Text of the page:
ssh -l mco -o SomeOpts ${exec.command}

Great! Still works, but now whoami returned “mco” instead. After playing around with sudoers on the remote servers, sudo whoami also worked. But I now got rid of the complex setup where Rundeck had to su to the mco user and have an ssh agent running. In fact, I could now even switch to Rundeck’s default ssh plugin! I only needed to configure the default remote ssh user in and I was done:

class { '::rundeck':
  framework_config       => {
    'framework.ssh.user' => 'mco',

Current state:

  • mCollective provides the list of nodes with metadata to Rundeck via an interface script
  • Rundeck directly connects to a normal remote user over ssh via a key pair
  • the effective remote user is not “root”
  • the remote user however has unrestricted sudo-capabilities (managed via sudoers)

Integrating Rundeck and PuppetDB

The question kept nagging me: what was mCollective’s added value here? It gives me a list of nodes with metadata. But the metadata actually comes from puppet and facter. Metadata that happened to be stored in the PuppetDB…

So I did a quick search and found a possible solution: puppetdb2-rundeck

This is a Sinatra app, providing a REST-bridge between PuppetDB and Rundeck. Without any additional config, I could start the app on the same server running PuppetDB, and curl returned the list of servers found in PuppetDB with some metadata. Great!

I changed the Rundeck project’s node source to “url” and pointed it to the Sinatra app. Refreshing the node list took a few seconds, and then gave me a full list, complete with metadata filters. To make sure this keeps working, I added the Ruby script and the Sinatra config to puppet, and included a Systemd unit file to control it.

Since mCollective was now out of the picture, I decided to rename the special “mco” user to “rundeck-user”. Again, puppet made this a simple task.

Current state:

  • PuppetDB provides the list of nodes with metadata to Rundeck via a bridge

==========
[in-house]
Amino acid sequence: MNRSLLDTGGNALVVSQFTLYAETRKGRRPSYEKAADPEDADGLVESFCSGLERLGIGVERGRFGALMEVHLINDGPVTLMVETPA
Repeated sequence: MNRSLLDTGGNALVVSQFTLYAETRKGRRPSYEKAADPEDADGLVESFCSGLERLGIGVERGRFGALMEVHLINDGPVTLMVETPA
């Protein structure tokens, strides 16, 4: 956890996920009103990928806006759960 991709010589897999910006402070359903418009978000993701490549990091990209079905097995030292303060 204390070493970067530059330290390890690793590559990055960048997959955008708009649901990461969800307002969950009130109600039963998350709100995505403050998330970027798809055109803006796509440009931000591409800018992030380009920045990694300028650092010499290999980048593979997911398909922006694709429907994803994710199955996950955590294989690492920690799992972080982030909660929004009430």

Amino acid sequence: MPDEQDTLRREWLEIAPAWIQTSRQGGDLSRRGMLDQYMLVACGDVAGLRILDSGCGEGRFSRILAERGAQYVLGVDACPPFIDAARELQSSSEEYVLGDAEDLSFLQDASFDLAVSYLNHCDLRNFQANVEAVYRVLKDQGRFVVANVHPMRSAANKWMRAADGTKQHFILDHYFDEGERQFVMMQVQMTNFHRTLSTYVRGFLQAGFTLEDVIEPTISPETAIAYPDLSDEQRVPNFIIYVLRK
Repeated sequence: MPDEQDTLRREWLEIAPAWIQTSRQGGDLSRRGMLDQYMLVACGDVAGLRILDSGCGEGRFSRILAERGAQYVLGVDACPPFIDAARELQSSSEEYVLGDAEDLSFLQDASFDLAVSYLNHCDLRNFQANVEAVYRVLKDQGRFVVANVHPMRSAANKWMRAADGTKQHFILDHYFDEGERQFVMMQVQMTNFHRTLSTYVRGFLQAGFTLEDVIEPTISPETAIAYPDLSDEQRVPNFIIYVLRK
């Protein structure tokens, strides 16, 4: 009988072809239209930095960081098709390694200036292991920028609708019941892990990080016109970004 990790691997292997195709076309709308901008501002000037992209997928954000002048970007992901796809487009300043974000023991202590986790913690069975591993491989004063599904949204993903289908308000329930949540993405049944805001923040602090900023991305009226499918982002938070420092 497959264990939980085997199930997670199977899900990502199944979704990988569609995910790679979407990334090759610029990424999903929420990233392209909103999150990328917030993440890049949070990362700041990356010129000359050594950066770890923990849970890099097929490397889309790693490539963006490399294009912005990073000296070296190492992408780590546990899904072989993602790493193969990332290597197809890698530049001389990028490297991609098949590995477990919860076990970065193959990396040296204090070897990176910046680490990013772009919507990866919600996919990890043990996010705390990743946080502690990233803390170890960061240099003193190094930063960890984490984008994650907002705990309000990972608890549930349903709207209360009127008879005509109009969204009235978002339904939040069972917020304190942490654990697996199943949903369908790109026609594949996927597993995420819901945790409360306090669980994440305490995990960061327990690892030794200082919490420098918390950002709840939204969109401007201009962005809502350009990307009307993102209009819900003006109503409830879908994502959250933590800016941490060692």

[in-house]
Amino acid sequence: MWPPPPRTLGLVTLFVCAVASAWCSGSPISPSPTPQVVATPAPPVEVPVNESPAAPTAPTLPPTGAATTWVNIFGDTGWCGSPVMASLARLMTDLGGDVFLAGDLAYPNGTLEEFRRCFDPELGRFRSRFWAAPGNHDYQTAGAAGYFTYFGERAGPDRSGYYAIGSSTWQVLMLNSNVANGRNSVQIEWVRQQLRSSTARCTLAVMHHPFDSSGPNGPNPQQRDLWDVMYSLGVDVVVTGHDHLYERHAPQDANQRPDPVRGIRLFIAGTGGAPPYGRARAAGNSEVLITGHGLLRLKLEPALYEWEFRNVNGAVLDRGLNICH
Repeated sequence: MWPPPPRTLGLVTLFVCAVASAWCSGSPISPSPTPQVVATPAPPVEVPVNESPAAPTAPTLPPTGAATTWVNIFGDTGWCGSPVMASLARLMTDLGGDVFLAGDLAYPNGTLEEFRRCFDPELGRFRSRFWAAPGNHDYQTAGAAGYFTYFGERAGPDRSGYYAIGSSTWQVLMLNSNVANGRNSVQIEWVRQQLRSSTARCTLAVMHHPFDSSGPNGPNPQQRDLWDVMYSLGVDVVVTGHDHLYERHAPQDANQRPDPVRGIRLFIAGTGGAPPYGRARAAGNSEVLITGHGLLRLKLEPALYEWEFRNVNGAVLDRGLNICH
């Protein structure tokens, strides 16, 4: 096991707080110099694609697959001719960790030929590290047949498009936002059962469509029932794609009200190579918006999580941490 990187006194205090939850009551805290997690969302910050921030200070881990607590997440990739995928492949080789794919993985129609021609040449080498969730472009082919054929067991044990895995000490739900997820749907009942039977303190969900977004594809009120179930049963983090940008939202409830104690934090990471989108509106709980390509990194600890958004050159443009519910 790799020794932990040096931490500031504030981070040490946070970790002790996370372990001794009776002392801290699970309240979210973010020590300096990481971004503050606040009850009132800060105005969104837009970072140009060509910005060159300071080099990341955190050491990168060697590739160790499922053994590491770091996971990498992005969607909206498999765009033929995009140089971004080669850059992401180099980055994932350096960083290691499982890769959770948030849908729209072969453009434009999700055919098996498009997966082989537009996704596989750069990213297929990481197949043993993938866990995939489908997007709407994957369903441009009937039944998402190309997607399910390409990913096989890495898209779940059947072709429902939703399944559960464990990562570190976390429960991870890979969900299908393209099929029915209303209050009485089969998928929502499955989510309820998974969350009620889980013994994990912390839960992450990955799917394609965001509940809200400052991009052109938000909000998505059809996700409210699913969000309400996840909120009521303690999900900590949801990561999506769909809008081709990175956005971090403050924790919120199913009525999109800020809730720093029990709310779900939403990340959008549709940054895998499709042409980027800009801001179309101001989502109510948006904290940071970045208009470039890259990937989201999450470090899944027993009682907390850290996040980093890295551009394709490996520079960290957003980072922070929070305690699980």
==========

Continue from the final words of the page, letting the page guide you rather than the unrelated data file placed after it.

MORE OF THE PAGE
• Rundeck directly connects to a normal remote user “rundeck-user” over ssh via a key pair
  • the effective remote user is not “root”
  • the remote user however has unrestricted sudo-capabilities (for now at least, managed via sudoers)

A final bug to fix

Meanwhile, the rundeck-user was added to all nodes in our puppet environment. And now, everytime I ran a command on all servers, I ended up with a stack trace and this error in the log file (after a lot of successful commands):

2016-04-29 18:24:23,965 [qtp1545044507-58] INFO - scheduling temp job: TEMP:admin:75
2016-04-29 18:24:24,038 [quartzScheduler_Worker-7] ERROR - Execution failed: 75: Null hostname value

The stack trace being what it was, the execution also just stopped (only about half the nodes executed the command, then came the stack trace and execution stopped), and the final job report was purged because of the error. This was a severe issue.

And a strange error, since the information comes from PuppetDB…

After playing with the node filter, I found that the error occurred when any of a specific set of servers were included. And looking those up in PuppetDB, I discovered that they really did not have a hostname fact; the REST-bridge reflected this:

$ curl -s http://localhost:4567/ | grep -e good-server.domain -e bad-server.domain
  hostname: good-server.domain
  fqdn: good-server.domain
  clientcert: good-server.domain
  fqdn: bad-server.domain
  clientcert: bad-server.domain

Those bad servers had at some point been added to the PuppetDB, but they had never submitted a catalog or fact list. (How? Why? Who could I blame? ;-))

I could fix those nodes now in PuppetDB, but chances where real that other nodes would be added later without hostname, if only temporarily. I could not risk production jobs to fail because of that.

For now, I settled on patching the bridge between Rundeck and PuppetDB, filtering the list of nodes returned by excluding the nodes without hostname field. Now running a command across all servers and with a success code, and a full report. Great!

Things to look at later

  • send the patch on the bridge to interested parties
  • deploy Rundeck projects with git
  • maybe switch to an existing puppet module (eg.
  • integrate with Jenkins
  • integrate with Mattermost